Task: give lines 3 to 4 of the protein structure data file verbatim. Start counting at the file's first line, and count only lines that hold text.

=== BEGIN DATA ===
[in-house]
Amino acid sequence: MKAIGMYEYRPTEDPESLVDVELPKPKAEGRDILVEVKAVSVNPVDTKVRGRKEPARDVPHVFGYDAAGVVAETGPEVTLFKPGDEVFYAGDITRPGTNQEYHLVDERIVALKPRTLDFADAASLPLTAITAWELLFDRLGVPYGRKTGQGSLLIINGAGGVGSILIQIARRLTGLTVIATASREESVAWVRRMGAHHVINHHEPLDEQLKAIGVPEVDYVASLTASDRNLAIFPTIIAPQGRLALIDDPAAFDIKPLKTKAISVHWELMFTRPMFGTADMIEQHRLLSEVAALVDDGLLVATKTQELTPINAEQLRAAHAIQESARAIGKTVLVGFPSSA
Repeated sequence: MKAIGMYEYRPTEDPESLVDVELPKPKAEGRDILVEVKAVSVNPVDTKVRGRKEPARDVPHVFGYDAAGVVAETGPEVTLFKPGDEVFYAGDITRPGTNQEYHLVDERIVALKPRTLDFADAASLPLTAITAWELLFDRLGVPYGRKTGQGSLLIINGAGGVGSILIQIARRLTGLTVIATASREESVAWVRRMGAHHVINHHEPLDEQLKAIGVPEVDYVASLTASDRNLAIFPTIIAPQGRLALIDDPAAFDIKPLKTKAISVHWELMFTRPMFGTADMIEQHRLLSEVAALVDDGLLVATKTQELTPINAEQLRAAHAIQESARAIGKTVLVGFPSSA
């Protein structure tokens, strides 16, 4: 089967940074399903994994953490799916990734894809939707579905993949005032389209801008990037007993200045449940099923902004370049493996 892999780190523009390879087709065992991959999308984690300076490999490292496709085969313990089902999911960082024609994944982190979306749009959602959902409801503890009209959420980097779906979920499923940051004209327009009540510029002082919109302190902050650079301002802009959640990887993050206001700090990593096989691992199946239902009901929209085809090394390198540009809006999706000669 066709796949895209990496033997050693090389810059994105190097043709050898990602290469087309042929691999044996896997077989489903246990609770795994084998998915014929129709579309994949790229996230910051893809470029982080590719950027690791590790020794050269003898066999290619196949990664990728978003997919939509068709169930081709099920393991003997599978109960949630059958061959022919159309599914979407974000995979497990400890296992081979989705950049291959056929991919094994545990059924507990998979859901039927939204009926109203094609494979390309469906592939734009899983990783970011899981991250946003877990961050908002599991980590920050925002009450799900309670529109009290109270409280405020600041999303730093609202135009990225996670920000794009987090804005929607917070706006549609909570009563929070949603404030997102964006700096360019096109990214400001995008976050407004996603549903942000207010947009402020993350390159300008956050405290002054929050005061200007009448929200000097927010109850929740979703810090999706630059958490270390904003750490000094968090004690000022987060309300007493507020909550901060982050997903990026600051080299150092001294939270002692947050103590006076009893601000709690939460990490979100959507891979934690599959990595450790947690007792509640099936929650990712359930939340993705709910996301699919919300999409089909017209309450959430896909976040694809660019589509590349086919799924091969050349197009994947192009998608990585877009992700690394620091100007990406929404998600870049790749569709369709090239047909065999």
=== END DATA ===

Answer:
Repeated sequence: MKAIGMYEYRPTEDPESLVDVELPKPKAEGRDILVEVKAVSVNPVDTKVRGRKEPARDVPHVFGYDAAGVVAETGPEVTLFKPGDEVFYAGDITRPGTNQEYHLVDERIVALKPRTLDFADAASLPLTAITAWELLFDRLGVPYGRKTGQGSLLIINGAGGVGSILIQIARRLTGLTVIATASREESVAWVRRMGAHHVINHHEPLDEQLKAIGVPEVDYVASLTASDRNLAIFPTIIAPQGRLALIDDPAAFDIKPLKTKAISVHWELMFTRPMFGTADMIEQHRLLSEVAALVDDGLLVATKTQELTPINAEQLRAAHAIQESARAIGKTVLVGFPSSA
């Protein structure tokens, strides 16, 4: 089967940074399903994994953490799916990734894809939707579905993949005032389209801008990037007993200045449940099923902004370049493996 892999780190523009390879087709065992991959999308984690300076490999490292496709085969313990089902999911960082024609994944982190979306749009959602959902409801503890009209959420980097779906979920499923940051004209327009009540510029002082919109302190902050650079301002802009959640990887993050206001700090990593096989691992199946239902009901929209085809090394390198540009809006999706000669 066709796949895209990496033997050693090389810059994105190097043709050898990602290469087309042929691999044996896997077989489903246990609770795994084998998915014929129709579309994949790229996230910051893809470029982080590719950027690791590790020794050269003898066999290619196949990664990728978003997919939509068709169930081709099920393991003997599978109960949630059958061959022919159309599914979407974000995979497990400890296992081979989705950049291959056929991919094994545990059924507990998979859901039927939204009926109203094609494979390309469906592939734009899983990783970011899981991250946003877990961050908002599991980590920050925002009450799900309670529109009290109270409280405020600041999303730093609202135009990225996670920000794009987090804005929607917070706006549609909570009563929070949603404030997102964006700096360019096109990214400001995008976050407004996603549903942000207010947009402020993350390159300008956050405290002054929050005061200007009448929200000097927010109850929740979703810090999706630059958490270390904003750490000094968090004690000022987060309300007493507020909550901060982050997903990026600051080299150092001294939270002692947050103590006076009893601000709690939460990490979100959507891979934690599959990595450790947690007792509640099936929650990712359930939340993705709910996301699919919300999409089909017209309450959430896909976040694809660019589509590349086919799924091969050349197009994947192009998608990585877009992700690394620091100007990406929404998600870049790749569709369709090239047909065999």